From the "dang we can't have nothing nice department" comes another warning about something I have probably done for the past 45 years. That something is the ingesting of swimming pool water. I know it's gross and it's not on purpose but it happens. Sometimes the water just finds its way into your mouth and your only option is swallow.

The Centers for Disease Control and Prevention in Atlanta released a warning to the country this past Thursday. It was a warning of the inherent dangers of ingesting water from a pool. Besides the very unsavory image of taking a sip of water from the world's first transgender bathroom, you're also putting yourself at risk for diarrhea, vomiting, stomach cramps, and some serious time with your smartphone on the toilet.

According to the CDC report, the latest culprit is called Crypto, that's short for CryptosporidiumI have to admit Crypto sounds like a superhero but the longer version doesn't sound so pleasant.

The number of cases has doubled across the United States over the past two years. While it's not at epidemic status with the beginning of swimming pool season it at least bears a warning. The parasite that causes Crypto can survive in treated pool water for up to ten days so public pools, hotel pools, and pools at sketchy friends and neighbors houses should be enjoyed with caution.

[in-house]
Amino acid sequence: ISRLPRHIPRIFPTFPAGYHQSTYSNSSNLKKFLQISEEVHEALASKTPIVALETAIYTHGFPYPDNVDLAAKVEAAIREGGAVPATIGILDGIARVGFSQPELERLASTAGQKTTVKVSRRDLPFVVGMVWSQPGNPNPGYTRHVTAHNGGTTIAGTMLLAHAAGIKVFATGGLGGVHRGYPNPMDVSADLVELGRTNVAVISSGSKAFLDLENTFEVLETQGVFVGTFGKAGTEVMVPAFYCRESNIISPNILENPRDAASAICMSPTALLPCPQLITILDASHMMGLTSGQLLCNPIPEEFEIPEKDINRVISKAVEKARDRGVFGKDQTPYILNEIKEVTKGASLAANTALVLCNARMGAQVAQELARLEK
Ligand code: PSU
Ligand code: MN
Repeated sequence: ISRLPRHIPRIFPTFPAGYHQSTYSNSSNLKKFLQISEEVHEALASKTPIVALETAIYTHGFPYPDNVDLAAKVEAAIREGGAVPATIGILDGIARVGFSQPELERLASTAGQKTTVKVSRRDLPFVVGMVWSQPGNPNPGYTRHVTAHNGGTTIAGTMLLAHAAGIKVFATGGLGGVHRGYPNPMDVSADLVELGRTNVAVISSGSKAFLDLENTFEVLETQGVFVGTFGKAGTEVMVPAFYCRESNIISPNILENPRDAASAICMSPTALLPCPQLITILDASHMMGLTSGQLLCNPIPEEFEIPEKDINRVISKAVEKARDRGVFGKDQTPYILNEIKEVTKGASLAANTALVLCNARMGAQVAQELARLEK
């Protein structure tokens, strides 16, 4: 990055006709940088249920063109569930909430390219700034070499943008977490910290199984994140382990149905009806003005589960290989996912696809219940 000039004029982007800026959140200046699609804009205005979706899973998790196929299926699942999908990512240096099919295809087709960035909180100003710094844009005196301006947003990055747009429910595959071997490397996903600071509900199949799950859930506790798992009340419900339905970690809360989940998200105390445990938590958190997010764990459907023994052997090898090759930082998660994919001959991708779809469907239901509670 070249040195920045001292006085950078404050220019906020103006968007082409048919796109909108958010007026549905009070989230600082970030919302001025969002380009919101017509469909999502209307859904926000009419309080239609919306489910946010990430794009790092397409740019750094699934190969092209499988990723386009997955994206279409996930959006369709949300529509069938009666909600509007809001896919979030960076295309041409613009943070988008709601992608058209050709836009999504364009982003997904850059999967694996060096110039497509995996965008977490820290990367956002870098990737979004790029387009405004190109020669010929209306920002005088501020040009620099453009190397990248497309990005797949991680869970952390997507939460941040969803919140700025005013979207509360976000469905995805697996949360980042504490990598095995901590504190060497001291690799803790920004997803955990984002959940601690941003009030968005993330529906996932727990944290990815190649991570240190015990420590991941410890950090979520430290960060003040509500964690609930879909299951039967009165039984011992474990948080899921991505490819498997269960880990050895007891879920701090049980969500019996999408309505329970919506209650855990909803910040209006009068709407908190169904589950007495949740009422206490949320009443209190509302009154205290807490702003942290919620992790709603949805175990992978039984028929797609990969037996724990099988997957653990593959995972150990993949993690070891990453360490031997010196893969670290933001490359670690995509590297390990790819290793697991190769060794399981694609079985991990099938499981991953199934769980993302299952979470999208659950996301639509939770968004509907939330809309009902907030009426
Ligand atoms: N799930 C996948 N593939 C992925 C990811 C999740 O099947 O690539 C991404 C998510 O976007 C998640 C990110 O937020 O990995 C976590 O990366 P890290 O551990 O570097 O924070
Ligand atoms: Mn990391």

Just to be clear, the CDC isn't saying don't go swimming. They are saying don't drink the pool water. Here are the recommended precautions from the CDC.

  • Don't swim or let your kids swim if sick with diarrhea.
  • If diarrhea is caused by Crypto, wait until two weeks after diarrhea has stopped to go swimming.
  • Don't swallow the water in which you swim.
  • Rinse off in the shower before getting in the water to help remove any germs on your body that could contaminate the water.
  • Take kids on bathroom breaks often, and check diapers in a diaper-changing area and not right next to the pool.

Isn't it funny how that sounds remarkably like common sense? Oh yeah, I forgot, we don't use that on a regular basis. Okay, at least some of us don't. Regardless, be safe and happy swimming this Summer.